An Indispensable Nation?

The American raid on Osama bin Laden’s compound in Pakistan has heightened suspicion of Pakistani double-dealing and laid bare the strained relationship between the two countries. Anatol Lieven’s new book Pakistan: A Hard Country, published just before the May 2 raid, takes up many of the questions raised in the wake of Osama bin Laden’s death.

Lieven, a professor in the War Studies Department at King’s College in London and a senior fellow at the New America Foundation in Washington, D.C., does not address what Pakistan and its intelligence services may have known about bin Laden’s whereabouts, but he does depict the perceptions that influence Pakistan’s response to the U.S. war on terror, from the common suspicion that the United States, not bin Laden, was responsible for the 9/11 attacks to the widespread sympathy for the Afghan Taliban among all sectors of Pakistani society. Examining Pakistan’s relations with Islamist militant groups inside and outside the country, Lieven offers historical perspective and a coherent, nuanced picture of the strategic concerns, politics, and occasional paranoia underlying Pakistani actions. If the West views Pakistan as a reluctant and unreliable partner in the war in Afghanistan, Lieven’s book suggests that Pakistan could hardly be otherwise. The government of Pakistan has been pressed into supporting a war deeply unpopular with its own population and one it sees as at odds with its own interests.

Had Lieven focused only on Pakistan’s role in the war on terror, he would have ample material. But Pakistan is a more wide-ranging book than that, its scope extending well beyond Pakistan’s relations with the United States and its neighbors India and Afghanistan. Lieven tackles nothing less than Pakistan’s long-term viability as a state, its internal dynamics and structure, its politics, history, and anthropology. The book covers a vast amount of ground and is packed with information, much of it fascinating and laden with significance for Washington policymakers. It casts one eye back to the founding of Pakistan and another eye to the future, where, Lieven writes, the biggest threat to Pakistan is not terrorism but the country’s shortage of water and its dependence on a single river, the Indus, for its needs.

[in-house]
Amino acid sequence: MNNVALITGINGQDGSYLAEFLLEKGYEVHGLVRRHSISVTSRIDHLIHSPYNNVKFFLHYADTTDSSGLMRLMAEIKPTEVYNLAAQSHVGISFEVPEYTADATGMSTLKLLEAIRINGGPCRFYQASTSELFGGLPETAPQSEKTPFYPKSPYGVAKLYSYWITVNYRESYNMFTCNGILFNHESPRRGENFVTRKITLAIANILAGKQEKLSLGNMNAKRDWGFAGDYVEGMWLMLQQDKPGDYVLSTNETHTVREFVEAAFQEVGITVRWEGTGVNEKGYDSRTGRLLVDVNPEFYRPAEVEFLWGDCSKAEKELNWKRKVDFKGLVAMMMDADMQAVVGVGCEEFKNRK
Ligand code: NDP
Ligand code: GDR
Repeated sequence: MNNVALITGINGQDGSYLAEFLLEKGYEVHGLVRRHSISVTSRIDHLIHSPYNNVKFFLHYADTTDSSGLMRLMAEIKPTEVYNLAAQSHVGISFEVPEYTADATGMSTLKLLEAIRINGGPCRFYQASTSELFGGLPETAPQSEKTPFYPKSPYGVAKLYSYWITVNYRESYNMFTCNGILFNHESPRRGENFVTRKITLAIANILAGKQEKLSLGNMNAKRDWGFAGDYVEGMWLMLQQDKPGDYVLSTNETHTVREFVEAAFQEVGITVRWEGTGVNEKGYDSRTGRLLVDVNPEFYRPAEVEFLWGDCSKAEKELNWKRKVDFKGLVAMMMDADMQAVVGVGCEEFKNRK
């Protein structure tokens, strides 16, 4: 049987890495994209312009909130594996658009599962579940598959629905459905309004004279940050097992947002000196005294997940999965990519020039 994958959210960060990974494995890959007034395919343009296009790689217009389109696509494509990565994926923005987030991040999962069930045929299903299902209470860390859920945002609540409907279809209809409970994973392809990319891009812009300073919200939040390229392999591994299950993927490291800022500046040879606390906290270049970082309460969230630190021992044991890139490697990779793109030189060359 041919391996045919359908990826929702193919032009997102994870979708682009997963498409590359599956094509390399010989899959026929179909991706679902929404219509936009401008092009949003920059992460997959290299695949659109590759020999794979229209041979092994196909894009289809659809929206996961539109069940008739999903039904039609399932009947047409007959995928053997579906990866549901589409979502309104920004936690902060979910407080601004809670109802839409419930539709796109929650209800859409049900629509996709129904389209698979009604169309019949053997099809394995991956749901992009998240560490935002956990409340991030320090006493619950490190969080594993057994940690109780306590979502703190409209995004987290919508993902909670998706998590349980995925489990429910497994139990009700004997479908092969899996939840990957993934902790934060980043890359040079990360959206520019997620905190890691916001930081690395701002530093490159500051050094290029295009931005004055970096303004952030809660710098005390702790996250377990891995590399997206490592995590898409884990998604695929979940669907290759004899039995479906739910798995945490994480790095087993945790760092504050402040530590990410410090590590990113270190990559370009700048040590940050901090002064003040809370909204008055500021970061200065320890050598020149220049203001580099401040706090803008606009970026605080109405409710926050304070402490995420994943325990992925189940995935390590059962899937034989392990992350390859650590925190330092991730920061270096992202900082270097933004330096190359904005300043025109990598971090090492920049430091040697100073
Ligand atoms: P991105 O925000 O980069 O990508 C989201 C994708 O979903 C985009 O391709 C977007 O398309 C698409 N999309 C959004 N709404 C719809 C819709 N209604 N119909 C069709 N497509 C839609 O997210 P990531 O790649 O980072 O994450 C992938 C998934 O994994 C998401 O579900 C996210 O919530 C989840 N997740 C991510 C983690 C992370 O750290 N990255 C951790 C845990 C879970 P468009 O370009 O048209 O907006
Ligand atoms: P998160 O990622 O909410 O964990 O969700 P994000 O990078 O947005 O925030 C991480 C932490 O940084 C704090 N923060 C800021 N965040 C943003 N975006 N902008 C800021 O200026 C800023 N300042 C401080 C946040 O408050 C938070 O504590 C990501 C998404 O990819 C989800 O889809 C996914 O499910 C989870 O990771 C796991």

A central contention of the book is that Pakistan is a weak state with a strong society. It presents enormous problems of governance but demonstrates surprising resiliency. Individuals’ primary loyalty is to their kinship group, and this takes precedence over loyalty to the state, to a political party, or to a professional code of conduct or ethics. The power of kinship ties makes for a deeply conservative society disinclined to Islamist revolution and equally ill-disposed to efforts to reform the state, which is constantly being plundered for favors by people seeking to gain wealth, status, and power for themselves and their families. Lieven compares the state to a skimpy blanket asked to cover a very fat man; there simply is not enough patronage to go around. Beleaguered as Pakistan is, Lieven argues that it is not a failed state, especially when compared with other South Asian nations. Rather, he writes, Pakistan is a “negotiated state,” its authority constantly tested by different actors and interest groups that it must bargain with.